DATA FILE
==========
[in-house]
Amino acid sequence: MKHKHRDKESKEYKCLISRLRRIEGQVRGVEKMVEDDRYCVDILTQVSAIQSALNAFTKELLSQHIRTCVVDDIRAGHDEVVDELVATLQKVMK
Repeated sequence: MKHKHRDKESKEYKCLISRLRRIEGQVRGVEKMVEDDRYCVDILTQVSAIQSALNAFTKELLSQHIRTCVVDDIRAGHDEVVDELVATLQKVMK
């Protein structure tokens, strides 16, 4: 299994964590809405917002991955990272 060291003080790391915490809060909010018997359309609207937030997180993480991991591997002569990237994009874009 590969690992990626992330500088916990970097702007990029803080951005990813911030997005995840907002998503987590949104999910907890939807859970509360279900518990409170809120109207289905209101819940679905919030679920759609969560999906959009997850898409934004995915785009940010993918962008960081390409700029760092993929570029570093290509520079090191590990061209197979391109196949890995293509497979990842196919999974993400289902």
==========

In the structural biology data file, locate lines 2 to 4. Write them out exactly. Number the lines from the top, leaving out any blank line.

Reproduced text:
Amino acid sequence: MKHKHRDKESKEYKCLISRLRRIEGQVRGVEKMVEDDRYCVDILTQVSAIQSALNAFTKELLSQHIRTCVVDDIRAGHDEVVDELVATLQKVMK
Repeated sequence: MKHKHRDKESKEYKCLISRLRRIEGQVRGVEKMVEDDRYCVDILTQVSAIQSALNAFTKELLSQHIRTCVVDDIRAGHDEVVDELVATLQKVMK
């Protein structure tokens, strides 16, 4: 299994964590809405917002991955990272 060291003080790391915490809060909010018997359309609207937030997180993480991991591997002569990237994009874009 590969690992990626992330500088916990970097702007990029803080951005990813911030997005995840907002998503987590949104999910907890939807859970509360279900518990409170809120109207289905209101819940679905919030679920759609969560999906959009997850898409934004995915785009940010993918962008960081390409700029760092993929570029570093290509520079090191590990061209197979391109196949890995293509497979990842196919999974993400289902």